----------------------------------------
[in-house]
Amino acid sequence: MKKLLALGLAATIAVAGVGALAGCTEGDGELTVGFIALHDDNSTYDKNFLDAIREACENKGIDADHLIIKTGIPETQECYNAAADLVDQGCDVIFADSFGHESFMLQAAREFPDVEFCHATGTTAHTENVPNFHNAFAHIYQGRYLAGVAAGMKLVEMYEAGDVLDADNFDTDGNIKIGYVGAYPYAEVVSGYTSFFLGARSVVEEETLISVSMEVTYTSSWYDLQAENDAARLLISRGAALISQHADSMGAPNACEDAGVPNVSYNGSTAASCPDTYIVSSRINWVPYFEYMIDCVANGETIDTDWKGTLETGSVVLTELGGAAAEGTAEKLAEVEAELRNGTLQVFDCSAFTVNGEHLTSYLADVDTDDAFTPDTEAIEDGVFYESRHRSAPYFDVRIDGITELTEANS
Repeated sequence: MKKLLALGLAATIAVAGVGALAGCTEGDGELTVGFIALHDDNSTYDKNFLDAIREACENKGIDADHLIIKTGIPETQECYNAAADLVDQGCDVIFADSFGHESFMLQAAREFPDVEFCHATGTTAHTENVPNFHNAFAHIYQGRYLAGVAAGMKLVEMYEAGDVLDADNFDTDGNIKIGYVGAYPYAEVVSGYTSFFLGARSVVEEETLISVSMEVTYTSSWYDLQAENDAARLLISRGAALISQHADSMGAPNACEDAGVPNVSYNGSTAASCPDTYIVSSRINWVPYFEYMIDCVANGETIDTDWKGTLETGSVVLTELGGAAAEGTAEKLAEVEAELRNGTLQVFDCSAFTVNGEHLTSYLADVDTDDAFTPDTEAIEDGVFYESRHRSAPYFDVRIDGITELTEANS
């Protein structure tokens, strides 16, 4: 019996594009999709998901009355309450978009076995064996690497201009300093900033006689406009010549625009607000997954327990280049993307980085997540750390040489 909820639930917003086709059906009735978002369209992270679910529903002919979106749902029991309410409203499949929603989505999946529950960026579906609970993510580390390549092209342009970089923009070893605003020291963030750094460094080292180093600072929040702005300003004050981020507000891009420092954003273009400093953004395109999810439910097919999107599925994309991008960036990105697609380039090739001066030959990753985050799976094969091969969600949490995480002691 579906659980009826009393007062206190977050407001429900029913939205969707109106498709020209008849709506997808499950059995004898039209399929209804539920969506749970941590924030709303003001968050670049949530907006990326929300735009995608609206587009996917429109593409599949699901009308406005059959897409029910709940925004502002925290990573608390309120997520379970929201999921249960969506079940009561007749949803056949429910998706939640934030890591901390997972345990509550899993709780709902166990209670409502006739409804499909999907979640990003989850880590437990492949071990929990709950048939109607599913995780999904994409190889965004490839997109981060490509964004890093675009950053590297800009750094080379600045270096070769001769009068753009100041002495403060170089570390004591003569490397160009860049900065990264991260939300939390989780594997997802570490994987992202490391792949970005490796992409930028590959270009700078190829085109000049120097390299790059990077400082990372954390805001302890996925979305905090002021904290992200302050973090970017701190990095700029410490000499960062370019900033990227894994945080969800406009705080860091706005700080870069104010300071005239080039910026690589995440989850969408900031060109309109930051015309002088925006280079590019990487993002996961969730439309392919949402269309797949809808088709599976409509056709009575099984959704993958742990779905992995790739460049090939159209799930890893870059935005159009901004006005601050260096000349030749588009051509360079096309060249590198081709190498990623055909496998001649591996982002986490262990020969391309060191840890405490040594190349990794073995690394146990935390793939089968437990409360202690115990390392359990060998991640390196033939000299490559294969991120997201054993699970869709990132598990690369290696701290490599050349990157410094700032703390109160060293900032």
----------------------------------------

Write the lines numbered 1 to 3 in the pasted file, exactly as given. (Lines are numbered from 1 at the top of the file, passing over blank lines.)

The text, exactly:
[in-house]
Amino acid sequence: MKKLLALGLAATIAVAGVGALAGCTEGDGELTVGFIALHDDNSTYDKNFLDAIREACENKGIDADHLIIKTGIPETQECYNAAADLVDQGCDVIFADSFGHESFMLQAAREFPDVEFCHATGTTAHTENVPNFHNAFAHIYQGRYLAGVAAGMKLVEMYEAGDVLDADNFDTDGNIKIGYVGAYPYAEVVSGYTSFFLGARSVVEEETLISVSMEVTYTSSWYDLQAENDAARLLISRGAALISQHADSMGAPNACEDAGVPNVSYNGSTAASCPDTYIVSSRINWVPYFEYMIDCVANGETIDTDWKGTLETGSVVLTELGGAAAEGTAEKLAEVEAELRNGTLQVFDCSAFTVNGEHLTSYLADVDTDDAFTPDTEAIEDGVFYESRHRSAPYFDVRIDGITELTEANS
Repeated sequence: MKKLLALGLAATIAVAGVGALAGCTEGDGELTVGFIALHDDNSTYDKNFLDAIREACENKGIDADHLIIKTGIPETQECYNAAADLVDQGCDVIFADSFGHESFMLQAAREFPDVEFCHATGTTAHTENVPNFHNAFAHIYQGRYLAGVAAGMKLVEMYEAGDVLDADNFDTDGNIKIGYVGAYPYAEVVSGYTSFFLGARSVVEEETLISVSMEVTYTSSWYDLQAENDAARLLISRGAALISQHADSMGAPNACEDAGVPNVSYNGSTAASCPDTYIVSSRINWVPYFEYMIDCVANGETIDTDWKGTLETGSVVLTELGGAAAEGTAEKLAEVEAELRNGTLQVFDCSAFTVNGEHLTSYLADVDTDDAFTPDTEAIEDGVFYESRHRSAPYFDVRIDGITELTEANS